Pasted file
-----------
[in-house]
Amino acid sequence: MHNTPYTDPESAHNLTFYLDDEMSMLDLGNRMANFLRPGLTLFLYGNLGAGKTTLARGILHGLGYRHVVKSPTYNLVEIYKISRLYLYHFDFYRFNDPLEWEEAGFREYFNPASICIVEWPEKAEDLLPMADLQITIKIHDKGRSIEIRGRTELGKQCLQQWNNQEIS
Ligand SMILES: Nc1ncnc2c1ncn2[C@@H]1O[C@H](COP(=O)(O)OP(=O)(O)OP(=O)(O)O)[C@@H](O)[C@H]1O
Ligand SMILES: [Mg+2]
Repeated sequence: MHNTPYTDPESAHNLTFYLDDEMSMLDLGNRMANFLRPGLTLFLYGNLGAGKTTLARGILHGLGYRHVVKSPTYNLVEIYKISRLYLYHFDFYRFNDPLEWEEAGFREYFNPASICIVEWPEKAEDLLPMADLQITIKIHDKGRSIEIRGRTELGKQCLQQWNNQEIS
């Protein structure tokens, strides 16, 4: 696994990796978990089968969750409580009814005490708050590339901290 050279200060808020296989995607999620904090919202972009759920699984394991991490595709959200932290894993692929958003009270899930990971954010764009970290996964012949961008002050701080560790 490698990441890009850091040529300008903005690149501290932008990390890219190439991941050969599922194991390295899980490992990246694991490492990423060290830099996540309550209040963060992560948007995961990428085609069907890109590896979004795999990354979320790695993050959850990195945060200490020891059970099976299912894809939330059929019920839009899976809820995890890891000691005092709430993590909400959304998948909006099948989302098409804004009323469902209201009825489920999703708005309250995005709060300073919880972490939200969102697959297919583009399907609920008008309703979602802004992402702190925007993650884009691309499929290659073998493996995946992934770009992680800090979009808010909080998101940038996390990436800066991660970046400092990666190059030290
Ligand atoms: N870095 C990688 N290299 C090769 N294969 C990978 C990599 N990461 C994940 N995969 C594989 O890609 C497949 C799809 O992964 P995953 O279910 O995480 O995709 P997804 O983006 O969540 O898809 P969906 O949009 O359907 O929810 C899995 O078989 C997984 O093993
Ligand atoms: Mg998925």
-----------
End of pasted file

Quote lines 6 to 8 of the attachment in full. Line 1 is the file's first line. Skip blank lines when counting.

């Protein structure tokens, strides 16, 4: 696994990796978990089968969750409580009814005490708050590339901290 050279200060808020296989995607999620904090919202972009759920699984394991991490595709959200932290894993692929958003009270899930990971954010764009970290996964012949961008002050701080560790 490698990441890009850091040529300008903005690149501290932008990390890219190439991941050969599922194991390295899980490992990246694991490492990423060290830099996540309550209040963060992560948007995961990428085609069907890109590896979004795999990354979320790695993050959850990195945060200490020891059970099976299912894809939330059929019920839009899976809820995890890891000691005092709430993590909400959304998948909006099948989302098409804004009323469902209201009825489920999703708005309250995005709060300073919880972490939200969102697959297919583009399907609920008008309703979602802004992402702190925007993650884009691309499929290659073998493996995946992934770009992680800090979009808010909080998101940038996390990436800066991660970046400092990666190059030290
Ligand atoms: N870095 C990688 N290299 C090769 N294969 C990978 C990599 N990461 C994940 N995969 C594989 O890609 C497949 C799809 O992964 P995953 O279910 O995480 O995709 P997804 O983006 O969540 O898809 P969906 O949009 O359907 O929810 C899995 O078989 C997984 O093993
Ligand atoms: Mg998925």